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Stop Asking Jesus Into Your Heart

How to Know for Sure You Are Saved

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Unsure that you are saved?
This is my personal review on Stop Asking Jesus Into Your Heart audiobook by J.D Greear, as part of christianaudio reviewer program

The title of the book caught me at first glimpse. It sounds controversial and there were funny questions going into my head the moment I saw the title.

The book mainly focuses on giving the assurance of salvation. How do you really know that you are saved? If it’s true that “once saved, always saved”, then why some of us doubt our salvation?

Although the book is written specifically to Christians who doubt about their salvation in Christ, it is also a great book for Christians who are already deeply rooted in Jesus. The book is theologically rich, with a mix of real examples and occasional jokes made by the writer, J. D. Greear.

You can use the book to strengthen those who are already in the faith, encourage those who are doubting their salvation and faith in Jesus, and also as a teaching reference.

The book is about 4 hours long, but the author always manages to keep it interesting. At times, he’ll explain a particular question or issue in great theological detail, and at other times, compare his (funny) real life experience as an analogy.

The narrator, Tom Parks, also does a great job in narrating the book. He doesn’t sound monotone and manage to capture the tone when the author is trying to be funny, or serious.
Review by / (Posted on 3/19/2014)
Excellent clarification of repentance/salvation
Stop Asking Jesus Into Your Heart is another one of those book titles that catches your eye instantly and causes you to pause to read what it's all about. I had hoped that it would focus on true repentance and forgiveness of sins in Jesus, but honestly feared it was something far from that - especially since it's such a relatively short book. To my delight, this book met and exceeded my expectations.

As someone who had asked Jesus into his heart multiple times and doubted the security of his salvation, J.D. Greear writes on a topic that is applicable not just to the unsure but to all Christians. There are many people I've talked with who believe a friend or loved one is saved because they prayed the "sinner's prayer" when they were young, despite lacking any commitment to the faith and bearing no fruit that is in accordance with righteousness as an adult. They can be perfectly nice people, but nice doesn't get your sins forgiven - only Jesus does. This is where Greear's book is so useful.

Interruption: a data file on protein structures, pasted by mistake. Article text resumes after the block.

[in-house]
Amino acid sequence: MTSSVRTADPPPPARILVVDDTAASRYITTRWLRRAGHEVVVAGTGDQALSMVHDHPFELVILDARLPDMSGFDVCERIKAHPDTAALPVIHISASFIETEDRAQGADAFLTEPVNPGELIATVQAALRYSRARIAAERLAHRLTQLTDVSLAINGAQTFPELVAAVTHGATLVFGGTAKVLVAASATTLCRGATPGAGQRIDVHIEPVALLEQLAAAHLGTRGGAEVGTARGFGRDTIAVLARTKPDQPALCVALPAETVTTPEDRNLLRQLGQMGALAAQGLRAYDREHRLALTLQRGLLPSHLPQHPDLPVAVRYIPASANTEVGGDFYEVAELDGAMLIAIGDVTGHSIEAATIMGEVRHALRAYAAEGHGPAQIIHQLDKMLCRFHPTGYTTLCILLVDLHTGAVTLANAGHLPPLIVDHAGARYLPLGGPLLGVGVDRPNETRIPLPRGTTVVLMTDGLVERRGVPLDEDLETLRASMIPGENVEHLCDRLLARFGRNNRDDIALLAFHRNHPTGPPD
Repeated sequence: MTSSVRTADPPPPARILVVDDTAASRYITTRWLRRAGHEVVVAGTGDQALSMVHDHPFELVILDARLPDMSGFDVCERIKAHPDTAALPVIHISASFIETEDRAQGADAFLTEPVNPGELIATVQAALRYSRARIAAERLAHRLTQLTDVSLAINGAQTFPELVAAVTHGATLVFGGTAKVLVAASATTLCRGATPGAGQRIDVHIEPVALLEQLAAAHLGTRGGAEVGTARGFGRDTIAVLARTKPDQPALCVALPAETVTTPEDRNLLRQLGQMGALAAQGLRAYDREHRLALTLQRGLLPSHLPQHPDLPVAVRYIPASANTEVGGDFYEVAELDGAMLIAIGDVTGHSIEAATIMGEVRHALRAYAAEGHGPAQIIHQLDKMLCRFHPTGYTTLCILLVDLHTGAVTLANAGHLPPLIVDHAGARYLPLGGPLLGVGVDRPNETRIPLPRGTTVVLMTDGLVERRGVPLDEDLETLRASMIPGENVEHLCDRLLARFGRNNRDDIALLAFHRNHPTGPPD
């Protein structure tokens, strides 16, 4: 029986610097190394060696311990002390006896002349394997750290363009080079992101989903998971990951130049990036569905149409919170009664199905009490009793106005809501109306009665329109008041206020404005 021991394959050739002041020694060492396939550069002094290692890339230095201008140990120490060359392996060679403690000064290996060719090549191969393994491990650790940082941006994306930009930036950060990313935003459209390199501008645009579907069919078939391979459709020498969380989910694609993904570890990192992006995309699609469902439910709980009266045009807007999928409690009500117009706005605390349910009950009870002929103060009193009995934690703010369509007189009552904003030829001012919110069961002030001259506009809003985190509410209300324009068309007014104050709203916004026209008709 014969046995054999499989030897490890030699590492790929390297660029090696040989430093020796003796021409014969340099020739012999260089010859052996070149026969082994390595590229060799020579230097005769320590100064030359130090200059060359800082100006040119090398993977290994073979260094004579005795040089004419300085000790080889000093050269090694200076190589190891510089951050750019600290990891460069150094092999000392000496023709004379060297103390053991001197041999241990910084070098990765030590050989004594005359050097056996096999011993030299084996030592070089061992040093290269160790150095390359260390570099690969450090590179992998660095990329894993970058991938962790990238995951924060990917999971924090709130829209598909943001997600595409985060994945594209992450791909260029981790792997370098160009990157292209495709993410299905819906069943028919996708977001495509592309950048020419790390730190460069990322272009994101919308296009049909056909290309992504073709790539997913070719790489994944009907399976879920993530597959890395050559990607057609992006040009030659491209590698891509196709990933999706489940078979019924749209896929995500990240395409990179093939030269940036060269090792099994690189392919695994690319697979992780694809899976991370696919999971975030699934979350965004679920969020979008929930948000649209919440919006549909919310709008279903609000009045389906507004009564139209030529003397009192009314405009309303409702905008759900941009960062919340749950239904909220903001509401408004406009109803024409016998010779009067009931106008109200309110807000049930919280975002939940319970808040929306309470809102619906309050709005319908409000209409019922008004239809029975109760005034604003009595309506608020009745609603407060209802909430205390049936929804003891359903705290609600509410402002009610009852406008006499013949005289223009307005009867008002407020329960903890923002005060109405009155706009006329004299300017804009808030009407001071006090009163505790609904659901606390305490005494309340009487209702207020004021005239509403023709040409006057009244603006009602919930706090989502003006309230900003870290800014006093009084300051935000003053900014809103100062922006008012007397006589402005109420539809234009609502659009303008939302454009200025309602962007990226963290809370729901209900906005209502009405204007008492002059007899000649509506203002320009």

The format is very straight-forward, as is evidenced in the table of contents:
1. Baptized Four Times
2. Does God Even Want Us To Have Assurance?
3. Jesus In My Place
4. What Is Belief?
5. What Is Repentance?
6. If "Once Saved, Always Saved," Why Does The Bible Seem To Warn Us So Often About Losing Our Salvation?
7. The Evidence You Have Believed
8. When You Continue To Doubt

Although the book is only 128 pages including two appendices, it is theologically rich. Every page is packed with depth - no space is wasted here. Stop Asking Jesus Into Your Heart shows biblically what true Christianity is and how this gives assurance of salvation. Greear spends a good amount of time dealing with common insecurities people have with their salvation, particularly in the belief and repentance sections, which I found to be very clear in communicating what it means to truly turn to Jesus. Christians young and old would do well to read this book, if not to correct any errant beliefs about repentance and salvation, than to be reminded where life in Christ begins and ought never to leave (it only digs deeper).